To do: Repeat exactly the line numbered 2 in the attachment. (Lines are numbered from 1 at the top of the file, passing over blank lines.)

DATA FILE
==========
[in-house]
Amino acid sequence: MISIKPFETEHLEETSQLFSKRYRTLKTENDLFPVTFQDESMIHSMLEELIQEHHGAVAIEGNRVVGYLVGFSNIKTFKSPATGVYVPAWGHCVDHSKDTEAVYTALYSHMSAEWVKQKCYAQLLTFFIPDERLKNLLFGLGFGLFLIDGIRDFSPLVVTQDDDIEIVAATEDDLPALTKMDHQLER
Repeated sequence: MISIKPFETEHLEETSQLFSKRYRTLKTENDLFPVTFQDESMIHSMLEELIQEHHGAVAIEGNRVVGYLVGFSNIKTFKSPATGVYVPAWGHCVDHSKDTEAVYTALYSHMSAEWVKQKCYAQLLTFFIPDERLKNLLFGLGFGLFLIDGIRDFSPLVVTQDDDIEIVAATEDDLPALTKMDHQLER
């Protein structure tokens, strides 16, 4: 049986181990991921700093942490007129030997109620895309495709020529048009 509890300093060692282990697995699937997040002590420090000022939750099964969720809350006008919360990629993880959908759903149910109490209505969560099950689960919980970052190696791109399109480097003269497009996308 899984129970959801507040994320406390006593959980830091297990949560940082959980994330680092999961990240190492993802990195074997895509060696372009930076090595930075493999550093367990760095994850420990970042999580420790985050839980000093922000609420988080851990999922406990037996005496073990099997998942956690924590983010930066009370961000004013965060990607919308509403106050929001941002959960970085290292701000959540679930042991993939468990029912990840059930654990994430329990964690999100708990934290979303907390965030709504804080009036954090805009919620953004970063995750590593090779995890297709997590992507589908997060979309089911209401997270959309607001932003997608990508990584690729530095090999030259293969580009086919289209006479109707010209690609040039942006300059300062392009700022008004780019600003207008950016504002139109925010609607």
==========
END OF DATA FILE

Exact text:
Amino acid sequence: MISIKPFETEHLEETSQLFSKRYRTLKTENDLFPVTFQDESMIHSMLEELIQEHHGAVAIEGNRVVGYLVGFSNIKTFKSPATGVYVPAWGHCVDHSKDTEAVYTALYSHMSAEWVKQKCYAQLLTFFIPDERLKNLLFGLGFGLFLIDGIRDFSPLVVTQDDDIEIVAATEDDLPALTKMDHQLER